In recent times, the account of the Gerasene demoniac has proved to be fertile soil for liberation and post-colonial interpretations. Generally speaking, in post-colonial interpretation, a text is studied with a view to challenging hegemonic western perspectives, exposing its sponsorship of totalizing agendas and imperialist regimes, identifying hidden protests embedded within a text, and hearing the voices of those marginalized either in and/or by a text. The horde of demons possessing the Gentile man are called “legion,” which is the name of a Roman fighting unit comprised of about 6000 soldiers. Interestingly the Roman 10th legion, the Legio X Fretensis, was based in Syro-Palestine and had a wild boar as the insignia on its standards and seal. What is more, Josephus alleges that during the Jewish revolt that Vespasian sent Lucius Annius on a raid against Gerasa where the city and surrounding villages were burned and destroyed (War 4.487-89). Events such as these might be part of Mark’s memory of the Jewish war and constitute an element of the founding narrative of the churches of the Decapolis and Trans-Jordan. However Mark’s story cannot be reduced an allegory of Roman occupation, its demonic nature, and the necessity of expelling it. While there is no doubt that Mark could envisage Roman supremacy as an expression of demonic power, he is also interested in the wider cosmic and eschatological struggle that Jesus is engaged in as the “stronger one” (Mk 1:7) who is able to subdue and ransack the satanic kingdom (Mk 3:27). The story should not be treated as really a veiled narrative protest against Roman power, but neither should we insulate social, political, and theological entities since these were intertwined in the apocalyptic worldview that Mark shares. Adela Collins offers an apt conclusion:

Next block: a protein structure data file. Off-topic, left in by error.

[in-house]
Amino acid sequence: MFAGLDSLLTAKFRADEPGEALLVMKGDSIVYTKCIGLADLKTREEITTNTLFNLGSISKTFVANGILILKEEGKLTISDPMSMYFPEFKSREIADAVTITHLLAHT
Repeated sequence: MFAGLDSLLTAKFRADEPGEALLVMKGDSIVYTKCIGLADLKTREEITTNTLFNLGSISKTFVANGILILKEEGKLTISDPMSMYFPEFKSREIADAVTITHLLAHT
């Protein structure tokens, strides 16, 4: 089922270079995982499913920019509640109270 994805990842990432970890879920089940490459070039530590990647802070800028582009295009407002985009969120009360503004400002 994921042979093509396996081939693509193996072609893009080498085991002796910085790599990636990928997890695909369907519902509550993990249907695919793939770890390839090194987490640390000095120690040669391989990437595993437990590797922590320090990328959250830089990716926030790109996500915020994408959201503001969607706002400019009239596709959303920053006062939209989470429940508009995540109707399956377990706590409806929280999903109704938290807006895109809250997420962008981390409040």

The aim of the story is not – at least not primarily – to make a statement about the Romans, but to show how Jesus rescued the man from his plight and restored him to a normal life. Just as, however, the heavenly armies of Daniel and Revelation are correlated with earthly events, so there may be a secondary political implication to the story of the Gerasene demoniac in Mark. It would be a culturally logical step for the audience to link the kingdom of Satan with Rome and the healing activity of Jesus with the restored kingdom of Israel.
 Richard Dormandy, “The Expulsion of Legion: A Political Reading of Mark 5:1-20,”ExpT 111 (2000): 335-37; Richard A. Horsley, Hearing the Whole Story: The Politics of Plot in Mark’s Gospel (Louisville, KY: Westminster John Knox, 2001), 141-48; Ched Myers, Binding the Strongman: A Political Reading of Mark’s Story of Jesus (2nd ed.; Marynoll, NY: Orbis, 2008), 190-93. On Mark and post-colonial interpretation more generally, see Simon Samuel, A Postcolonial Reading of Mark’s Story of Jesus (LNTS 340; London: T&T Clark, 2007).
 Gerd Theissen, The Gospels in Context: Social and Political History in the Synoptic Tradition (trans. L. M. Maloney; London: T&T Clark, 2004), 110.
 See further, Timothy Wardle “Mark, the Jerusalem Temple and Jewish Sectarianism: Why Geographical Proximity Matters in Determining the Provenance of Mark,” NTS 62 (2016): 60-78.
 Adela Yarbro Collins, Mark (Hermeneia; Minneapolis: Fortress, 2007), 270.